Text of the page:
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Richmond's Riverfront Canal Walk

By: Michelle Harper

RIchmondThe weather had finally been nice enough to consider the first "real" ride in quite a while. We decided to head in the general direction of Richmond. Quite honestly, I wasn't hopeful about finding much more than yet another downtown shopping district. Not that I have anything against shopping and I really love "old towns" but I was really looking forward to something a bit more scenic. It was a nice surprise to stumble upon one of Richmond's newest hidden treasures, the recently completed Canal and Floodwall Walk - a 3.25 mile loop along the James River and Kanwha and Haxal Canals.

RichmondWe began our walk on the James River and Kanwha Canal portion of the walk. (Later we discovered that the best bet for making the tour was to begin at the Civil War Center [photos] on Tredegar Street, where parking is free and so is the information on the Canal Walk - oh well.) However, at the time we weren't quite sure as to what we had discovered, so we eagerly stopped and read markers and signs offered along the way, which seemed to be located almost every where, including on the drain covers! It seemed as though even the steady rush of modern-day Richmond's traffic rumbling all around us could not drown out the echoes of Richmond's historical past.

RichmondThe canals were originally intended to be a part of a continuous transportation route from the Atlantic Ocean to the Mississippi River. In its heyday the canals employed over 200 boats of varying types, 425 horses and 900 men. Richmond was a thriving and vital industrial community thanks primarily to the canals.

By the early 1900's the canals begin to lose their importance as the railroads begin to thrive, and once again Richmond prevailed as a leader and innovator even with this "new" mode of transportation. In fact, the world's only triple train crossing can still be seen along a portion of the Canal Walk. Eventually even the mighty railways lost their reign as the king of transportation to the modern highways that can be seen in a tangle of highways directly overhead.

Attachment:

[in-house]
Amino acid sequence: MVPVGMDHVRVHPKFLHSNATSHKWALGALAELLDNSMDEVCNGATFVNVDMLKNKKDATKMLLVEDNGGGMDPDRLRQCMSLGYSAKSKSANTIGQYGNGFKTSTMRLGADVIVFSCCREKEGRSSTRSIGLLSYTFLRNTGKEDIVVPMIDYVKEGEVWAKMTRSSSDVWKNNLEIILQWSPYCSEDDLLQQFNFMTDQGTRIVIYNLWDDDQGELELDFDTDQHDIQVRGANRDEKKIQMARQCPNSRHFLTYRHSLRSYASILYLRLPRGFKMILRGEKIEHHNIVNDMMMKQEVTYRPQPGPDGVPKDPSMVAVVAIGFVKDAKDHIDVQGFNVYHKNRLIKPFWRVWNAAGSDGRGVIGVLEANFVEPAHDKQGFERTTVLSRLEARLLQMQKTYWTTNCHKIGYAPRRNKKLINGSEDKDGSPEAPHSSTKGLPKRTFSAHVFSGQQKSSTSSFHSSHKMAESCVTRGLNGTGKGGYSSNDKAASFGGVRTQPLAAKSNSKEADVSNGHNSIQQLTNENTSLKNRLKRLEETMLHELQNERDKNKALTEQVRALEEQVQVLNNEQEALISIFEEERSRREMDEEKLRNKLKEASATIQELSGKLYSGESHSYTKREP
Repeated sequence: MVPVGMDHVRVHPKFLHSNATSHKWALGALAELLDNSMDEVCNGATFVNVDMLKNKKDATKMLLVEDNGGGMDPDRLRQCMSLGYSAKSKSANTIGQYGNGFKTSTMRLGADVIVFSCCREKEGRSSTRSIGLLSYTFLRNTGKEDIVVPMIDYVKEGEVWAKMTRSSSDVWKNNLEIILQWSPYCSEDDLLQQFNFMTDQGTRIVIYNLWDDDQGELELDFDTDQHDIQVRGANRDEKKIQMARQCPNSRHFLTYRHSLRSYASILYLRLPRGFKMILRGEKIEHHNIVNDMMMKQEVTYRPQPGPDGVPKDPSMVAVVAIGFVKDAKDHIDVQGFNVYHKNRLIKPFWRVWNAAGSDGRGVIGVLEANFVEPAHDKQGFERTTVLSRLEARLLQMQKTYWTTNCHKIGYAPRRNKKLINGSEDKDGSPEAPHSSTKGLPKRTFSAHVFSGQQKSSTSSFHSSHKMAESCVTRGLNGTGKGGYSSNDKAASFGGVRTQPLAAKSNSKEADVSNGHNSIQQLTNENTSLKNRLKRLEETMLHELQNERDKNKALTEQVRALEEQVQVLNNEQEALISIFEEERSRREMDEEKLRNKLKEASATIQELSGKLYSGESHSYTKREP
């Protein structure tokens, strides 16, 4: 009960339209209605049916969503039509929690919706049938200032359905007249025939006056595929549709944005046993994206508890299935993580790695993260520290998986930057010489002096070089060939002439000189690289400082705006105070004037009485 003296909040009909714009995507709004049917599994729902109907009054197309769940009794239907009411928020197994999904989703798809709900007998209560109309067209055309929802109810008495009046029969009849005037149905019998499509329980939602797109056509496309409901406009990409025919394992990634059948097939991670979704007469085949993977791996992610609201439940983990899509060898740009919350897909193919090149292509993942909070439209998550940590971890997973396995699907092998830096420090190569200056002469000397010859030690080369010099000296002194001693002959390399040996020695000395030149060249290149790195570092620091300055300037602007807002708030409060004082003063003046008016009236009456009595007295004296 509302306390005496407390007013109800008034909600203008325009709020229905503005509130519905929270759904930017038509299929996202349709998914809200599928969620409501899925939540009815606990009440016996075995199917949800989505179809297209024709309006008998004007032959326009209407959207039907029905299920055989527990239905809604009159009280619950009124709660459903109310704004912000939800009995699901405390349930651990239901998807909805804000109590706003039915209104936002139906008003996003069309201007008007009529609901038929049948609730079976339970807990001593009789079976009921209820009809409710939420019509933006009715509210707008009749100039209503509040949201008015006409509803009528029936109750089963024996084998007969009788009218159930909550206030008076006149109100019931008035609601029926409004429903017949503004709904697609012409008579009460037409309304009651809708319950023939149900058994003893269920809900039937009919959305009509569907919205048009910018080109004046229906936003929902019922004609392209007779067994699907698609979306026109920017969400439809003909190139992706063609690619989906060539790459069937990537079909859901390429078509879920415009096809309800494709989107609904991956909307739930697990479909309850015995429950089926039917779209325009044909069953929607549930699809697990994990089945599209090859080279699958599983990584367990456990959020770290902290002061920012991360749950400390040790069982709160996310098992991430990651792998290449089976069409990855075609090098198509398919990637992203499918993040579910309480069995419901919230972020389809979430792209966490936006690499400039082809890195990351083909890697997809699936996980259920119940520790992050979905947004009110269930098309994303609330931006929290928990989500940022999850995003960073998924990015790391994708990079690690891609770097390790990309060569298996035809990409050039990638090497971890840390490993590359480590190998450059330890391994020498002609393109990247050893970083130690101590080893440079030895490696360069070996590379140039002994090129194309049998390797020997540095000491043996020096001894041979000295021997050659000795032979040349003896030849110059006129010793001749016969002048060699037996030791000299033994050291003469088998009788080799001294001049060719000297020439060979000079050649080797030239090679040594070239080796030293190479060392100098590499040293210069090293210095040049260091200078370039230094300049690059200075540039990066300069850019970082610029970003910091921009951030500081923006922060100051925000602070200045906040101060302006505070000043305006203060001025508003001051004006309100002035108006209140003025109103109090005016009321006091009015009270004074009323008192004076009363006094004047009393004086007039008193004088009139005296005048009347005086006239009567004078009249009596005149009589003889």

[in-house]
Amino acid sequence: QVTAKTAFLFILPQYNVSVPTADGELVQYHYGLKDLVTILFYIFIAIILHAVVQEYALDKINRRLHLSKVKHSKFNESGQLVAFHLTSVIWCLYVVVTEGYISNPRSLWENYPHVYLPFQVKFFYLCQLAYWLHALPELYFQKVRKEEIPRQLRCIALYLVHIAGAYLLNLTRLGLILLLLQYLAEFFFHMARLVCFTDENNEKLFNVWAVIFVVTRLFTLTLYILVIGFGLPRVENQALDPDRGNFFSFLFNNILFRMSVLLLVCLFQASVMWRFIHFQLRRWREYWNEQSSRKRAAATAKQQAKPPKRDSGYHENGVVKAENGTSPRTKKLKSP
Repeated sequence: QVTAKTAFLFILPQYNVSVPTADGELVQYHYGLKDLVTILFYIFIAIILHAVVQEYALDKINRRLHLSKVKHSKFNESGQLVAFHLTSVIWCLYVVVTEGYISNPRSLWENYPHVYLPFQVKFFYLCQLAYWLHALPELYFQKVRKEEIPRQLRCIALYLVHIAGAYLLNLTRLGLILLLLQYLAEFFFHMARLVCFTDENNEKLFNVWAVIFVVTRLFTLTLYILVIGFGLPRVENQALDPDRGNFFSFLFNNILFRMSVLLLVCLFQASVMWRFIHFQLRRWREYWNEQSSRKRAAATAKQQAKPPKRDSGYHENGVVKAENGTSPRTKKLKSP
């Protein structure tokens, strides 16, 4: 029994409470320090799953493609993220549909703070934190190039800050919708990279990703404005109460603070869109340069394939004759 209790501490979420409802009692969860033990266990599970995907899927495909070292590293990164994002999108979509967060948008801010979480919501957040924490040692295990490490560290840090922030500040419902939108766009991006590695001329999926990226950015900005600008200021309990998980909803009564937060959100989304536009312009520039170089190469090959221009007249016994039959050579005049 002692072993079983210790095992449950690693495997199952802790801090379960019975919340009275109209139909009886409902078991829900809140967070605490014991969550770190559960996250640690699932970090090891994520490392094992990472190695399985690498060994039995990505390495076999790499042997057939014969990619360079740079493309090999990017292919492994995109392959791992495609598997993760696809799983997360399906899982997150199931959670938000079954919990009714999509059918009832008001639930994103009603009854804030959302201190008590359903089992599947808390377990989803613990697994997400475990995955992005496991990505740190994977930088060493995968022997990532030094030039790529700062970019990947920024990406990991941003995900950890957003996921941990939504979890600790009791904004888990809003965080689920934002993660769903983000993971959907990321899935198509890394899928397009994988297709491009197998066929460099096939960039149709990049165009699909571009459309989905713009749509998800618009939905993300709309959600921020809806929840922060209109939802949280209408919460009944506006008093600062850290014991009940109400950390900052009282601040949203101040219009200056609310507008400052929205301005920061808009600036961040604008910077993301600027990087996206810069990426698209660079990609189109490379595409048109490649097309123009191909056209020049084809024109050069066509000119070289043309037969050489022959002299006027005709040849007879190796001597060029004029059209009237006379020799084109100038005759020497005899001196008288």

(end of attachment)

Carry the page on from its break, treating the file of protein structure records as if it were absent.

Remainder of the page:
It occurred to me that within a mere few feet along this portion of the walk, you can trace the entire history of Richmond's transportation from water to rail to roads. As if that isn't impressive enough, Richmond's 1,500 feet of floodwall speaks volumes as to the ingenuity of man. The floodwater marks from hurricanes past, serve as a devastating reminder as to natures intensity and man's ongoing battle to learn to harness its destruction.

RIchomndAs in many places in Virginia, the Civil War has left its distinctive footprints all along the Canal Walk, particularly on the Haxal Canal portion of the loop. Browns Island contained the greatest industrial complex in the south during the Civil War era. In fact, half of the armaments used by the Confederate army were produced there. Belle Isle is a tragic reminder of the human tolls of war as it was used to house over 8,000 Union soldiers in a prison camp where many met their fate due to the overcrowded conditions and harsh winters.

You are bound to get hungry while strolling along the historic Canal Walk. Picnic tables are available at various places along the walk. If you prefer to eat indoors, there are great dining opportunities in Richmond's historic Shockoe Slip area. We discovered the Richbrau Brewing Company located at 1218 E. Carey St.; a unique brewery and restaurant inside a restored warehouse style building offering everything to eat from the unusual such as "Big Nasty Nachos, seafood chili, duck burritos to the more typical fare of fish and chips. They also offer a variety of unique beers brewed right on the premises. The warm and cozy pub-style atmosphere combined with friendly service adds to the overall pleasant dining experience.

Whether you prefer a leisurely stroll along the beautifully restored canals, a relaxing boat tour (in season), or perhaps an upclose study of Richmond's rich history, the Canal Walk offers an excellent way to spend your day. It is easy to forget you are in the heart of Richmond as the din of traffic gives way to the echoes of the past. If you listen carefully enough, you may even hear the echoes of the Powhatan Indians who had discovered this vital area long before any settlers realized its potential.

For more information visit:
http://www.richmondriverfront.com/

More photos of Belle Isle and the Civil War Museum

 

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